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Does Your Psoriatic Arthritis Care Work for You?

Psoriatic arthritis treatment has come a long way since doctors first recognized the condition in the 1950s as a unique type of arthritis. The goal is to reduce symptoms and prevent joint damage.

Your plan probably involves medicine along with exercise, a healthy diet, and stress management.

There are different kinds of medicines that treat psoriatic arthritis. Your doctor will consider exactly what you need. It may take some time to find the ones that work best for you.

If you’ve noticed any of these nine things, let your doctor know. She’ll look for solutions that will help you feel better.

1. Side effects bother you.

Many of the drugs used to treat psoriatic arthritis make a big difference, but all medicines have some risks. For instance, NSAIDs (non-steroidal anti-inflammatory drugs, such as naproxen or ibuprofen) can make stomach irritation and bleeding more likely. Methotrexate, which doctors prescribe for many types of arthritis, can damage the liver. And because biologics (genetically engineered drugs) work on your immune system, they can make serious infections more likely. If you have side effects from your medication, tell your doctor what you’ve noticed.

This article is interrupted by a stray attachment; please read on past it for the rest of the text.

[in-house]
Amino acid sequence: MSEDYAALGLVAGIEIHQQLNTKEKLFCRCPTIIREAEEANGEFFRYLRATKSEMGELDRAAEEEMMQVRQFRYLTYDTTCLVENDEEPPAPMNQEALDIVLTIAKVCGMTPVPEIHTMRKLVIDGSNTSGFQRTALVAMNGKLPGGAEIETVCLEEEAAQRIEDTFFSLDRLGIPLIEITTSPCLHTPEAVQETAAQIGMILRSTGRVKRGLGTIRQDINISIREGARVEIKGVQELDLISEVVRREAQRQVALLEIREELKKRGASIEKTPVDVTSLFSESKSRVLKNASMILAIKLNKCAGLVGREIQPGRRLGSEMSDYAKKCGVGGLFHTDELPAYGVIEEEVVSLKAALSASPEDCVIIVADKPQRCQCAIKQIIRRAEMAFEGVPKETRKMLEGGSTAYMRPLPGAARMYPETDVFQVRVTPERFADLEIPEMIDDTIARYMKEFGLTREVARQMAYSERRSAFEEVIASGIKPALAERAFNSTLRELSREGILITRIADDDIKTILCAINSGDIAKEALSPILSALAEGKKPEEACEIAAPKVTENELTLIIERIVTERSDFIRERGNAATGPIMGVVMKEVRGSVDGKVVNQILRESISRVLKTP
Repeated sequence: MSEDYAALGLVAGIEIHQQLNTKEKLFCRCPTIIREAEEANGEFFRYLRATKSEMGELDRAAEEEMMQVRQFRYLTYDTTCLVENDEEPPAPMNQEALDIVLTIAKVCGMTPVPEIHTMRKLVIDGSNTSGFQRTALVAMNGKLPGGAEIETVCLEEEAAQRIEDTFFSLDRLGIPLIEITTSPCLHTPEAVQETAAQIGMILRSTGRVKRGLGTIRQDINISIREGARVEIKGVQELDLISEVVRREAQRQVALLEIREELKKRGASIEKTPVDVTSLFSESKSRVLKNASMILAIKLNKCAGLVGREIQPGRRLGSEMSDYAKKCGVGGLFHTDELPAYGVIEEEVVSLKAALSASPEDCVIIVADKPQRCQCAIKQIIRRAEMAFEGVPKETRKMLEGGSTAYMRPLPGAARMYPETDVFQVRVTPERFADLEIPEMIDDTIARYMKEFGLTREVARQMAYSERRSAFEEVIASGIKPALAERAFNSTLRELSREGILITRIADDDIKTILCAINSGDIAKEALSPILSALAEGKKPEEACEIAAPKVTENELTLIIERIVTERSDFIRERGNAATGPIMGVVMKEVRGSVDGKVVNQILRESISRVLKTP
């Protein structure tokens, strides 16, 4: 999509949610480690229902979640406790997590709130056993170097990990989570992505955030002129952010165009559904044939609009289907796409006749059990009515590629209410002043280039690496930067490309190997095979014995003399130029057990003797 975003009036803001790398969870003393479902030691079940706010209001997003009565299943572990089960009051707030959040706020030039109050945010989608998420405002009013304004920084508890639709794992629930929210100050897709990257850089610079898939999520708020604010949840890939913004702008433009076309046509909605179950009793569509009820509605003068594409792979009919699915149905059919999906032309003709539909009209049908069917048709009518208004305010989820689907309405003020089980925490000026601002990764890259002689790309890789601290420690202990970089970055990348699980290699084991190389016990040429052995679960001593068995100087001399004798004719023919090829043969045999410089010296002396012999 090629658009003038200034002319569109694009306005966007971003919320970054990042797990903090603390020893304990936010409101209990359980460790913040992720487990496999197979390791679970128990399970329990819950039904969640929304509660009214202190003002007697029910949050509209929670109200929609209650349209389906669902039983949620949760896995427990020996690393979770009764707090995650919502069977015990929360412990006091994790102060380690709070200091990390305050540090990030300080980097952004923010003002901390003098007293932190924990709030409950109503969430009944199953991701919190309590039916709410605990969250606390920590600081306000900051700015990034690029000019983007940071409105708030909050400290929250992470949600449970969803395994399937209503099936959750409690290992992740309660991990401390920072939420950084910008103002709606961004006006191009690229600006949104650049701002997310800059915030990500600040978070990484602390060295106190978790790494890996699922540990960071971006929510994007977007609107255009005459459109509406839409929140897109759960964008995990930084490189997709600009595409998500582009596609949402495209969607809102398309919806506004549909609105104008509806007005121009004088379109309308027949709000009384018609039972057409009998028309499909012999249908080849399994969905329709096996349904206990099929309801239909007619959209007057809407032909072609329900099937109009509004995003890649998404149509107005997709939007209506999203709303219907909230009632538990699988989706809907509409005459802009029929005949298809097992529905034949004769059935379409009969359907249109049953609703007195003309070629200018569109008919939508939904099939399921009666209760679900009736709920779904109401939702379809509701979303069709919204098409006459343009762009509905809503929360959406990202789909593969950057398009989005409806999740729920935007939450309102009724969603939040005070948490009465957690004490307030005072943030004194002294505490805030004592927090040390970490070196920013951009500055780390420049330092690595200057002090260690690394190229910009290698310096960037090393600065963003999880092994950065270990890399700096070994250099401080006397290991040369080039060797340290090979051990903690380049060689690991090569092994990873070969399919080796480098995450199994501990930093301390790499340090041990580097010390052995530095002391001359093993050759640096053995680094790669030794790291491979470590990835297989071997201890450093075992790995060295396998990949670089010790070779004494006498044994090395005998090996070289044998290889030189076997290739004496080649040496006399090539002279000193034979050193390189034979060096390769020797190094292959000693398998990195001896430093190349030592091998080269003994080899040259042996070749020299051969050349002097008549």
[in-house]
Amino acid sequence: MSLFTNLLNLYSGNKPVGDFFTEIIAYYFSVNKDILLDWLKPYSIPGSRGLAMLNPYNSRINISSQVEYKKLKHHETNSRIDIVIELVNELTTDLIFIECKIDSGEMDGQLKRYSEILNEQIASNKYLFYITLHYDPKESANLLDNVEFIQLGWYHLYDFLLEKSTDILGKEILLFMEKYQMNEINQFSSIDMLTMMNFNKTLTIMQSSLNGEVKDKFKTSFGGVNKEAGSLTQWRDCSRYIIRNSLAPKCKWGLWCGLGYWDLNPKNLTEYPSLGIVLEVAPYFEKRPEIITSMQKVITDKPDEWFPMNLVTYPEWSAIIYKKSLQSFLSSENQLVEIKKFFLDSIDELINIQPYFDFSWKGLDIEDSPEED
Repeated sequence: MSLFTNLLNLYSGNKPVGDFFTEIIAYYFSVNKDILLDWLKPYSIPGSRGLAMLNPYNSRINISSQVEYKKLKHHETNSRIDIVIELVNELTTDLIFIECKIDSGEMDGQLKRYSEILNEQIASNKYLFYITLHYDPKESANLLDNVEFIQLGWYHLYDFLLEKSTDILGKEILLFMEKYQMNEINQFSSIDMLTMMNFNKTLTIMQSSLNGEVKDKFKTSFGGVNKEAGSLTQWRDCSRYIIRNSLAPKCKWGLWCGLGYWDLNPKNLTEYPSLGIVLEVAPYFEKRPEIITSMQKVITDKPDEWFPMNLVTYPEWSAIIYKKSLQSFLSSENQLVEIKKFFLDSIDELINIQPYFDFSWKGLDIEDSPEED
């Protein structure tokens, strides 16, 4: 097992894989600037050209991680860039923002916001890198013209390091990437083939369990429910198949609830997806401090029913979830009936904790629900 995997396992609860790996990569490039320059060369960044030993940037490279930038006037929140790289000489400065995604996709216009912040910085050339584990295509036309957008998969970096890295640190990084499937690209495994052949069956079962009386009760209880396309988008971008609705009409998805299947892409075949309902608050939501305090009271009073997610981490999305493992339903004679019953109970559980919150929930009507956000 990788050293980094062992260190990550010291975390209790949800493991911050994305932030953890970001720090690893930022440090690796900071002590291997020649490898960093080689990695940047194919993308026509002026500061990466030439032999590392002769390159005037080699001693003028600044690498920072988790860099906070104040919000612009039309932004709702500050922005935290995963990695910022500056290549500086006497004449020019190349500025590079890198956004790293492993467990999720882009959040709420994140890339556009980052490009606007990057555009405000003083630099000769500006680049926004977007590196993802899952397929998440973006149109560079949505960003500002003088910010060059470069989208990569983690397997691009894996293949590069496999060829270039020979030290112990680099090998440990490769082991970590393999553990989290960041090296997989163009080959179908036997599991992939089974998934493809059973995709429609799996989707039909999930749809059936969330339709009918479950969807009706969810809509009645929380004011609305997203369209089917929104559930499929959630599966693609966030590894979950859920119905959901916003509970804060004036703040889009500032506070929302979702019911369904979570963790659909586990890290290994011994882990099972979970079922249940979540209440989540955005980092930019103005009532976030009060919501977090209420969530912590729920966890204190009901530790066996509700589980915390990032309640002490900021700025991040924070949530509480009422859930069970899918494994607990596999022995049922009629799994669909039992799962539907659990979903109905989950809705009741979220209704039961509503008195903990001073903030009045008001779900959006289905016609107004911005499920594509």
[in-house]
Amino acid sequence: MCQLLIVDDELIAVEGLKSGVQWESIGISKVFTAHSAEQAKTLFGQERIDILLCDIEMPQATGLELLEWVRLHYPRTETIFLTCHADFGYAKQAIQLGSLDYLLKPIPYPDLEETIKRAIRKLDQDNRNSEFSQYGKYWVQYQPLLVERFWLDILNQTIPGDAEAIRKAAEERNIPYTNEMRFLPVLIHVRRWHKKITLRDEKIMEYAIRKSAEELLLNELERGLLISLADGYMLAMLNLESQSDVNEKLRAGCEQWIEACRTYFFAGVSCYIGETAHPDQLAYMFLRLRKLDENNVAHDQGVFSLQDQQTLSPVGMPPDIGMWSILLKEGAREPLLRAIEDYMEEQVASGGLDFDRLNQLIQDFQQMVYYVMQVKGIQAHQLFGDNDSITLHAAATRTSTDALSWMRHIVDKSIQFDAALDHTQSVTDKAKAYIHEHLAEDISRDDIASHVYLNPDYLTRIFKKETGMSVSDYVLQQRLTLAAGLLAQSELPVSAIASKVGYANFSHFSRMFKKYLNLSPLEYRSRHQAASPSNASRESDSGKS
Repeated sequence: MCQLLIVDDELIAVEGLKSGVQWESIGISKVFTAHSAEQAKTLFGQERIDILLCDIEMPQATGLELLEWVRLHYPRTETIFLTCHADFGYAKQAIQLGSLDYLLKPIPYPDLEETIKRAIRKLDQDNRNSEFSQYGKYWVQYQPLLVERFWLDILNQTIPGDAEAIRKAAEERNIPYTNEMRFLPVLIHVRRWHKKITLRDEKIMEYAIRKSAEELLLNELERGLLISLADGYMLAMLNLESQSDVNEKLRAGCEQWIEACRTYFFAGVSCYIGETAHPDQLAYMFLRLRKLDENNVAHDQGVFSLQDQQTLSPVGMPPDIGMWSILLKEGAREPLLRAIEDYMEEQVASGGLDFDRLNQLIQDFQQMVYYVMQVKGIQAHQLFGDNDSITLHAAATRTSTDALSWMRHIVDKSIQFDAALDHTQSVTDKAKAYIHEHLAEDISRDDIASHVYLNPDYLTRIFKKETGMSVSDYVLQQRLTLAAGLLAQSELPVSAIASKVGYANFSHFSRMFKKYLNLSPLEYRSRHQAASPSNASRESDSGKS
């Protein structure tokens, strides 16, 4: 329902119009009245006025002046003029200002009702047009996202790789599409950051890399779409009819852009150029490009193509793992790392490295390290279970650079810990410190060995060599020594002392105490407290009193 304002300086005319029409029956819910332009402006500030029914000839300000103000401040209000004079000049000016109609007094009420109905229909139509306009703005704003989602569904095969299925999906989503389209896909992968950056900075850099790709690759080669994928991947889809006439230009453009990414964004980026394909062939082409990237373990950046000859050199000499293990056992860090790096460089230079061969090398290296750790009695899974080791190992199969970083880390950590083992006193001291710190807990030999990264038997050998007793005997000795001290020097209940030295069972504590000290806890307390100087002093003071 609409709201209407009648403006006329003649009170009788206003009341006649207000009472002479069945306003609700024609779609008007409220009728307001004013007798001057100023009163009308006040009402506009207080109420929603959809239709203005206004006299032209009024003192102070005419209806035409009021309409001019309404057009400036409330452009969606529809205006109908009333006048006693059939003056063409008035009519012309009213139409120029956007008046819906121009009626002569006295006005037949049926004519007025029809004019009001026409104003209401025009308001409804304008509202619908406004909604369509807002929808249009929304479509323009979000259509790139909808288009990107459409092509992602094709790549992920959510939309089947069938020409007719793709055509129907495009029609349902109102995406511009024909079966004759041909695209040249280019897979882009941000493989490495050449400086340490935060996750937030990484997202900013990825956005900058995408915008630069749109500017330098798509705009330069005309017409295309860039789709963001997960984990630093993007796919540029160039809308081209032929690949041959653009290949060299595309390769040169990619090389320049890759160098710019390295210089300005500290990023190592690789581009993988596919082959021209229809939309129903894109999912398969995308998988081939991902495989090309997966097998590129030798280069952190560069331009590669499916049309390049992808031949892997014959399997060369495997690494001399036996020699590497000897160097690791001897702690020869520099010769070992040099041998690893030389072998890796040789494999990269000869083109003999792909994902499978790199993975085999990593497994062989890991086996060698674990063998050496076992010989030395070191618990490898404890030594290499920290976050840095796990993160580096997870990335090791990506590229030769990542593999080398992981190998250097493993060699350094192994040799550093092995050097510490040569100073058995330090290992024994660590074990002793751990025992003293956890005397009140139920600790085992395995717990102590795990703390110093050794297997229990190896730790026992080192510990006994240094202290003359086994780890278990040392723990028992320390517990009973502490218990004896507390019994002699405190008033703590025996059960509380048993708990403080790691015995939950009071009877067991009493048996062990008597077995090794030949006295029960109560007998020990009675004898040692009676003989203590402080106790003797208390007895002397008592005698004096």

2. Your symptoms make your job or daily life hard.

That can mean different things for different people. If you're a college professor and your treatment gets rid of all your symptoms except two swollen finger joints, you might be OK with that. But if you're a concert violinist who relies on those joints for a living, those same symptoms could be a show-stopper. Tell your doctor what you need to keep up with your day-to-day activities.  

3. You don’t feel any better.

Some drugs may take a few weeks before you start to feel an improvement. So give your medicine a chance to help. But if your symptoms don’t improve or they get worse, let your doctor know. She’ll consider what’s best for you.  

4. You’re extremely tired.

This is a very common side effect of psoriatic arthritis. It’s also a side effect of many medications that treat the condition. Psoriatic arthritis may also cause anemia, which causes fatigue. If you feel more tired than usual, tell your doctor, so she can find out what the problem is and how to fix it.

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